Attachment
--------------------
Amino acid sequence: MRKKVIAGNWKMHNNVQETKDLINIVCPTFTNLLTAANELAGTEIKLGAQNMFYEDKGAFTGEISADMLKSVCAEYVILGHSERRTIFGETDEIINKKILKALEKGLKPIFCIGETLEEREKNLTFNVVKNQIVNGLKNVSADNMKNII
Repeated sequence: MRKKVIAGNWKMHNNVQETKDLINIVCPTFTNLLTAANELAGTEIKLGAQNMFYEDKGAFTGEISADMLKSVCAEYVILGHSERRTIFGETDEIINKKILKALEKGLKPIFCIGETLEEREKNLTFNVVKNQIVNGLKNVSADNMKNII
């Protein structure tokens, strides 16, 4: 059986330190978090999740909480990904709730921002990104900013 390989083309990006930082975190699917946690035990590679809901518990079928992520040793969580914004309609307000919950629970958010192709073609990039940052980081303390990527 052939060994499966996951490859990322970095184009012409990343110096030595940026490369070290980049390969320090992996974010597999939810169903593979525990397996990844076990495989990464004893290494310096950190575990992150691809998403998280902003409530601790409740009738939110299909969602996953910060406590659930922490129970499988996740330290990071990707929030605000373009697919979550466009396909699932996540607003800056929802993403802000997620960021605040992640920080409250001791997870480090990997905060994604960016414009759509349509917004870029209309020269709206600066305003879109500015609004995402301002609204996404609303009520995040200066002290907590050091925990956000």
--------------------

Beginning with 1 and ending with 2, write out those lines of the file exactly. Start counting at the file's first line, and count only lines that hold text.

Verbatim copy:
Amino acid sequence: MRKKVIAGNWKMHNNVQETKDLINIVCPTFTNLLTAANELAGTEIKLGAQNMFYEDKGAFTGEISADMLKSVCAEYVILGHSERRTIFGETDEIINKKILKALEKGLKPIFCIGETLEEREKNLTFNVVKNQIVNGLKNVSADNMKNII
Repeated sequence: MRKKVIAGNWKMHNNVQETKDLINIVCPTFTNLLTAANELAGTEIKLGAQNMFYEDKGAFTGEISADMLKSVCAEYVILGHSERRTIFGETDEIINKKILKALEKGLKPIFCIGETLEEREKNLTFNVVKNQIVNGLKNVSADNMKNII